This Dark Age

A manual for life in the modern world.

By Daniel Schwindt

8.8. Vedanta

The meaning of Vedanta

Vedanta represents the realm of pure metaphysics, as is suggested by the name itself, which means ‘end of the Veda,’ and this should be taken in the sense of a ‘goal,’ but also in the more literal sense as final segment, since Vedanta takes for its doctrinal basis the Upanishads, which themselves are found at the ‘end’ of the Vedas. As for the Upanishads, they contain the metaphysical teachings of the Vedas, which go to form the most primordial aspect of the tradition. Thus, their name is apt, since it means ‘sitting near,’ which some have taken to refer to knowledge gained by sitting at the foot of a teacher, but which properly refers to the means of approaching the knowledge of Brahma.

The Brahma-sutras

The teaching of Vedanta have been synthesized and concentrated into the form of the Brahma-sutras, which are attributed to Badarayana, who is identified with Vyasa, the intellectual collective responsible for codifying the scriptures themselves. The text of the Brahma-sutras is extraordinarily concise, leading to the production of various commentaries, two of which are important for us here: first, the commentary of Shankaracharya, which represents the Shaiva tendency; second, that of Ramanuja, representing the Vaishnava tendency.

Advaita-vada, or non-duality

The doctrine central to Vedanta is advaita-vada, or ‘doctrine of nonduality.’ This is proper for its object, which is the domain of pure metaphysics. Here we have moved even beyond Being, for while Being is ‘one,’ that which is beyond Being, which is in fact the Supreme Principle, Brahma, cannot be given any positive affirmation, but only described in the negative as ‘without duality.’ Brahma is therefore beyond all determination, including that first determination, which is Being. Using the numeric symbols, Being is equal to ‘1,’ and the duality that it manifests is ‘2’ and so on, while Brahma, Being outside of number, is equal to zero. Thus, Brahma is distinct from the world, even if the world is not outside of Brahma, since there is truly nothing outside of Brahma.

Pantheism

We pause here to note that this notion of Brahma excludes pantheism, since, although there is nothing outside Brahma, the world itself is distinct from Brahma. This is because all of the myriad determinations manifest in nature cannot be applied to Brahma in any way. Here also is the logic underlying the Scholastic doctrine of creation ex nihilo, which is difficult to formulate in theological language, but in metaphysics basically means that God created out of nothing that was outside himself, even if what he created was distinct from himself.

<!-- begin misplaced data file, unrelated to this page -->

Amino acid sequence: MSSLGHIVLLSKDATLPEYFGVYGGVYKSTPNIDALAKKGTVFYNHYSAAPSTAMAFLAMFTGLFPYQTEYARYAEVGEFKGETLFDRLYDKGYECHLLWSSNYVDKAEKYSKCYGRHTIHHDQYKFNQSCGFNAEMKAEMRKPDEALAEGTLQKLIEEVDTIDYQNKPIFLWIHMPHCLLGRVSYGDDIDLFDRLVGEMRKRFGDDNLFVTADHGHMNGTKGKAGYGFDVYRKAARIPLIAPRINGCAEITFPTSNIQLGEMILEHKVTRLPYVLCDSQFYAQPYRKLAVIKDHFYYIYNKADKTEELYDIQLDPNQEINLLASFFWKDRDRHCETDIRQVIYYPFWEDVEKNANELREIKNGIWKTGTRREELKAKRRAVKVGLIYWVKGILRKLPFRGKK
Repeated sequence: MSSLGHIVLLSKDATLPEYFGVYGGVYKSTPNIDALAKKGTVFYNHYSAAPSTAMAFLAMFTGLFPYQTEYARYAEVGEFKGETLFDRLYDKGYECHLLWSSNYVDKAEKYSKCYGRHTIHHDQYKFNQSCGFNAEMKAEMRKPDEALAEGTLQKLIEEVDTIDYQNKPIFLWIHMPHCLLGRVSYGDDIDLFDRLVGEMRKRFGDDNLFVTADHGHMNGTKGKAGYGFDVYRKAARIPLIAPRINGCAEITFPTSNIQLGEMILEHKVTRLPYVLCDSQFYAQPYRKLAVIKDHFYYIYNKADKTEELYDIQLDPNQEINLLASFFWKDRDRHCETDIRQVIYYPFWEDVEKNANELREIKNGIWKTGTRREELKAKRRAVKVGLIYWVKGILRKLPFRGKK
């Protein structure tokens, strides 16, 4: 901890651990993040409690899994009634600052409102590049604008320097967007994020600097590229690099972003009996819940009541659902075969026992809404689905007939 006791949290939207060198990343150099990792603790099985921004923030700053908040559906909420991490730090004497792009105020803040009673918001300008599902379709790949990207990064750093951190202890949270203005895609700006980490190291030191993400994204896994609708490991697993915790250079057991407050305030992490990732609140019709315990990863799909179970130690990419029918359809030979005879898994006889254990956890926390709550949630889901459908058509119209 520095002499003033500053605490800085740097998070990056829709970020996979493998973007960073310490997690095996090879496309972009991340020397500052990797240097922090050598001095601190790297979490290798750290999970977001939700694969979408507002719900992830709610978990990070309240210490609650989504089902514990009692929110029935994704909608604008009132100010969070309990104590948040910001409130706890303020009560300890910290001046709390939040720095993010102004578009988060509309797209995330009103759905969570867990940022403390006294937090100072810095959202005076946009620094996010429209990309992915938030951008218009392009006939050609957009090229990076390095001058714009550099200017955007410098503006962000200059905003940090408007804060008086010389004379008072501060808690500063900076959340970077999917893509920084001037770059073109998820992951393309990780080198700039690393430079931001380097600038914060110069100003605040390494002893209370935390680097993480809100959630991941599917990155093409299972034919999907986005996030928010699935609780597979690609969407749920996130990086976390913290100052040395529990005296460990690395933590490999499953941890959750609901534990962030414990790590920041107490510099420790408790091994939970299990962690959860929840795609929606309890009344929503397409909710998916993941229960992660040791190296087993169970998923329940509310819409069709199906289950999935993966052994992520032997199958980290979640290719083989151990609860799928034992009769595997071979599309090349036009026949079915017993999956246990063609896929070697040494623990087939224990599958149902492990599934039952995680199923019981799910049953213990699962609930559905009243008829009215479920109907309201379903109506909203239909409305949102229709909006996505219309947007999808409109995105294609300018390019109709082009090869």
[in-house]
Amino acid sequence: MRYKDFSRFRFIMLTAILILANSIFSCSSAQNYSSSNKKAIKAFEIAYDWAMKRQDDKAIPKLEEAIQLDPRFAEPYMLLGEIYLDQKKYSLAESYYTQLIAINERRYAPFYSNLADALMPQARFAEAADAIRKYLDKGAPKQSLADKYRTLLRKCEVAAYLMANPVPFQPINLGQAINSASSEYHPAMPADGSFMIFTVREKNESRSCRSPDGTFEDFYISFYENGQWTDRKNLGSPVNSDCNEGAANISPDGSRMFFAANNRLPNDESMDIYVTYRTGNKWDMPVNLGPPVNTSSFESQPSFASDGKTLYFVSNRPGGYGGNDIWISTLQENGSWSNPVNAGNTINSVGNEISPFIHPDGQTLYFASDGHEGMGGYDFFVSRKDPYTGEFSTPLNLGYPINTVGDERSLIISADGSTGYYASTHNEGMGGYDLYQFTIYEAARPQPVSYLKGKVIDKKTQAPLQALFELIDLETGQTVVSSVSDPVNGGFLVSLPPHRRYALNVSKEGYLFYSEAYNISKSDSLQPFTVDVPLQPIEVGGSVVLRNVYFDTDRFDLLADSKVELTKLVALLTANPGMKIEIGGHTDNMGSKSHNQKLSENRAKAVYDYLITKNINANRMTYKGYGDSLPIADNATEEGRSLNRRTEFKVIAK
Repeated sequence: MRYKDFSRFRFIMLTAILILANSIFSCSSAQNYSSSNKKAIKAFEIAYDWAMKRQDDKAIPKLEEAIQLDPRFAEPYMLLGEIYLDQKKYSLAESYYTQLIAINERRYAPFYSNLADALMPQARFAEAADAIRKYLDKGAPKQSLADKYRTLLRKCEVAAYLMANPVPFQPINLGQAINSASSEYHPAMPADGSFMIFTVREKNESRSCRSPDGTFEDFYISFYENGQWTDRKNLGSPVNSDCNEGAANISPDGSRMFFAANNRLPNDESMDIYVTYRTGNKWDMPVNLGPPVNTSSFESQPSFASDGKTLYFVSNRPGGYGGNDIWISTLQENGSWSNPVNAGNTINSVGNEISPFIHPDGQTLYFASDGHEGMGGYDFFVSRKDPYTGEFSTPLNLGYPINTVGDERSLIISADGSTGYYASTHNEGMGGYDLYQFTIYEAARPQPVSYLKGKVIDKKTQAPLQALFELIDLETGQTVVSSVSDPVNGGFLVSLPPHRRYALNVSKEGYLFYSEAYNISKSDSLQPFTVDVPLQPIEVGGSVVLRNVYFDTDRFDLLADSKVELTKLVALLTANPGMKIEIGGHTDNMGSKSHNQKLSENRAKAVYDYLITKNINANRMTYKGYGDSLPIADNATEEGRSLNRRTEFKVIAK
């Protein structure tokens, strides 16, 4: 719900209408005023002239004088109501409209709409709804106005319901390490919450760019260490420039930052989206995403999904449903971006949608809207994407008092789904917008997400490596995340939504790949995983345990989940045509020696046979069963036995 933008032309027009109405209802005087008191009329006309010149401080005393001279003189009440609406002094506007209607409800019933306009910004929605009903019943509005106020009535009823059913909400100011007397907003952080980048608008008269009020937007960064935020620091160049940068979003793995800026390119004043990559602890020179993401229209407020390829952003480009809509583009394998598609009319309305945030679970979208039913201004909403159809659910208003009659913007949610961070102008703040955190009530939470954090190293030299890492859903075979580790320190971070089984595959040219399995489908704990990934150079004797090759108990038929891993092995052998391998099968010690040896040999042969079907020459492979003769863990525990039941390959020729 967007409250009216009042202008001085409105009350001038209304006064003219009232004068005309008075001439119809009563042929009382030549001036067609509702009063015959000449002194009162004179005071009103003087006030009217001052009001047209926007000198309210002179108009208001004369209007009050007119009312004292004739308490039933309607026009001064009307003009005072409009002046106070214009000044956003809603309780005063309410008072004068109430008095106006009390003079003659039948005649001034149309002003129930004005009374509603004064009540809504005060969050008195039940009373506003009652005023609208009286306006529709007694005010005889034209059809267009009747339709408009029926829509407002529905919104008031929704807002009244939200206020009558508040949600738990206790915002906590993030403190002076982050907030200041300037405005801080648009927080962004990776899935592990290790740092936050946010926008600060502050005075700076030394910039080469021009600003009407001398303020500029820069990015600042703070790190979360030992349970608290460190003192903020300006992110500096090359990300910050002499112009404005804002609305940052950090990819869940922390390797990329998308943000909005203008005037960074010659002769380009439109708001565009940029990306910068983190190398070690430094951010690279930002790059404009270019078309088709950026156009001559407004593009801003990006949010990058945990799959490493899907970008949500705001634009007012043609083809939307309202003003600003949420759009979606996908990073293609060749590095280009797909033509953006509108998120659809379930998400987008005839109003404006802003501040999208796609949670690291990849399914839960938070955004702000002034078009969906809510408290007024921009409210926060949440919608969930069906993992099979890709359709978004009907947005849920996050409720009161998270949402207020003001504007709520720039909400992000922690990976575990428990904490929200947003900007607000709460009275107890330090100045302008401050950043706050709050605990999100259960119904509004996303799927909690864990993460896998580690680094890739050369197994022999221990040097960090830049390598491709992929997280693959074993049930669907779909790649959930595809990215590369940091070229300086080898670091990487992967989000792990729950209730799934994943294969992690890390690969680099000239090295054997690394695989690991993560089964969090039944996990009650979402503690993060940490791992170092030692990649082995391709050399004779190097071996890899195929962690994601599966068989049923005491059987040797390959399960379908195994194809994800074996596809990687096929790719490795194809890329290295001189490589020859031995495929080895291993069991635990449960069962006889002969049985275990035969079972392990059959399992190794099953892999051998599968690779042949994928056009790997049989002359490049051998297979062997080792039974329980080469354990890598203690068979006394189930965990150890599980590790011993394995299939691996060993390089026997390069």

Moksha or Deliverance

We will deal separately and in-depth with a specific subject developed within Vedanta, which is the constitution of the human being. Here, however, we will only mention another concept central to the doctrine, namely moksha or mukti, which means ‘Deliverance.’ When a being attains to Deliverance he is effectively freed from the bonds of conditioned existence, being perfectly identified with the Universal. It is here and here only that it is proper to speak of the Yogi.

He who reaches this state in life is called jivan-mukta, ‘delivered during life,’ while he who reaches it after death is called videha-mukta, ‘delivered when out of bodily form.’ Such a being is no longer subject to the indefinite causal chain of actions and reactions, and is no longer conditioned by the union of nama and rupa. This Deliverance, which is a ‘passage beyond form,’ changes nothing in appearance. In the case of those Delivered while living, there will be no real exterior change, but the conditions of Becoming will no longer affect the being.

Deliverance as knowledge

Shankaracharya has emphasized the fact that it is knowledge alone which brings about Deliverance. No action can accomplish it: ‘There is no other means of obtaining complete and final Deliverance except knowledge; action, not being opposed to ignorance, cannot overcome it, whereas knowledge dispels ignorance as light dispels darkness.’ To say it another way, ignorance is limitation, and when ignorance is dispelled, limitation dissolves as a matter of course. And so again, Vedanta is concerned with the approach to knowledge of Brahma. We way only ‘the approach’ to the knowledge, because that is all that can be communicated, the knowledge itself, at this level, being incommunicable and only reachable by the effort of the individual. No master can ‘understand’ on behalf of his student. Deliverance is therefore always a personal affair, and could be nothing else.